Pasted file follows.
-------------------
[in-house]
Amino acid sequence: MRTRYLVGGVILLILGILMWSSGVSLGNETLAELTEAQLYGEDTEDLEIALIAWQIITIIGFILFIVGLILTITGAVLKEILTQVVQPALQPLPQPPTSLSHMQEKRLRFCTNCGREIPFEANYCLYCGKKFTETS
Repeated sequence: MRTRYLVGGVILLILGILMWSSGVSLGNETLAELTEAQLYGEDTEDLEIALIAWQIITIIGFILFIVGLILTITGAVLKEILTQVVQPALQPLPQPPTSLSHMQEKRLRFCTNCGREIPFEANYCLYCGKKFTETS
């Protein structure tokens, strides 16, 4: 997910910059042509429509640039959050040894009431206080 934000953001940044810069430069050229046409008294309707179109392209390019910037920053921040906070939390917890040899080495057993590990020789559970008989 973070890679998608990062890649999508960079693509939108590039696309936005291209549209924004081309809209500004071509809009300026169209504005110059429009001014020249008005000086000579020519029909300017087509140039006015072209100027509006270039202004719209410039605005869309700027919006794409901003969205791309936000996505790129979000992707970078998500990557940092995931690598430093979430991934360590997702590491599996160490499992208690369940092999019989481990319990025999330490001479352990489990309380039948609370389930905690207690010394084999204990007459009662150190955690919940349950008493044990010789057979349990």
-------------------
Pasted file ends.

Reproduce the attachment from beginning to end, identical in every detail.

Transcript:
[in-house]
Amino acid sequence: MRTRYLVGGVILLILGILMWSSGVSLGNETLAELTEAQLYGEDTEDLEIALIAWQIITIIGFILFIVGLILTITGAVLKEILTQVVQPALQPLPQPPTSLSHMQEKRLRFCTNCGREIPFEANYCLYCGKKFTETS
Repeated sequence: MRTRYLVGGVILLILGILMWSSGVSLGNETLAELTEAQLYGEDTEDLEIALIAWQIITIIGFILFIVGLILTITGAVLKEILTQVVQPALQPLPQPPTSLSHMQEKRLRFCTNCGREIPFEANYCLYCGKKFTETS
């Protein structure tokens, strides 16, 4: 997910910059042509429509640039959050040894009431206080 934000953001940044810069430069050229046409008294309707179109392209390019910037920053921040906070939390917890040899080495057993590990020789559970008989 973070890679998608990062890649999508960079693509939108590039696309936005291209549209924004081309809209500004071509809009300026169209504005110059429009001014020249008005000086000579020519029909300017087509140039006015072209100027509006270039202004719209410039605005869309700027919006794409901003969205791309936000996505790129979000992707970078998500990557940092995931690598430093979430991934360590997702590491599996160490499992208690369940092999019989481990319990025999330490001479352990489990309380039948609370389930905690207690010394084999204990007459009662150190955690919940349950008493044990010789057979349990």